What’s even more worrisome is the fact that some of these contaminants occur naturally in groundwater. Arsenic is a natural compound that is present in the soil of the earth; therefore, it is not uncommon to find traces of arsenic in tap water.

Reproductive issues

First, pregnant women are highly susceptible to developing illnesses after drinking contaminated water. Those pregnant women who consume water with high amounts of lead often give birth to children with developmental health issues. These children may have a low IQ, suffer from stunted growth, or and experience learning difficulties.

Some individuals who have long-term exposure to contaminated drinking water find themselves dealing with infertility.

Developmental Problems

We’ve already looked at developmental delays as well as learning difficulties in children who are exposed to pollutants in water. Children on average drink more water per pound than adults, which means they are often at risk of higher exposure to pollutants in water.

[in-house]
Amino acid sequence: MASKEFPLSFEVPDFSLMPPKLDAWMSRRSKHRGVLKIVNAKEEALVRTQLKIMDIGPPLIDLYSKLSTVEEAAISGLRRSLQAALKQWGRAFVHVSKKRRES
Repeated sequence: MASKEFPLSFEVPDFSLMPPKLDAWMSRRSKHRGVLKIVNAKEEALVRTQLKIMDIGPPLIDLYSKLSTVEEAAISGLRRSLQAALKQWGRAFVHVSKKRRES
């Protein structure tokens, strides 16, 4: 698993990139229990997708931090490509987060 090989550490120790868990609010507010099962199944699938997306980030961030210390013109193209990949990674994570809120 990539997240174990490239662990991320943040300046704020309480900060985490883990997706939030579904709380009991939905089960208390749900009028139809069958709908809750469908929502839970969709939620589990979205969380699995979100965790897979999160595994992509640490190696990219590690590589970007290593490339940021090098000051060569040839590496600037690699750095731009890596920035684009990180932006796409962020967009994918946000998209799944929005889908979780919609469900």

This is especially true of bottle-fed infants whose formula mixture is eighty-five percent water. Consider that this is the chief component of a bottle-fed infant’s life for six to nine months, and it is understandable that many developmental delays occur as a result of said exposure.

Nitrates are a rather detrimental pollutant when it comes to babies. They cause a lack of oxygen in the blood, and this can be especially harmful to bottle-fed babies.

Birth Defects

Pregnant women who consume contaminated tap water run the risk of their child developing spina bifida or a cleft palate. Some children are even born with missing limbs.

Other Diseases

In addition to the upset stomach caused by E.coli, those who ingest contaminated water may suffer from cholera, typhoid, and dysentery. While Americans are not typically affected by these diseases, incidences, where the drinking supply is contaminated, can lead to these illnesses.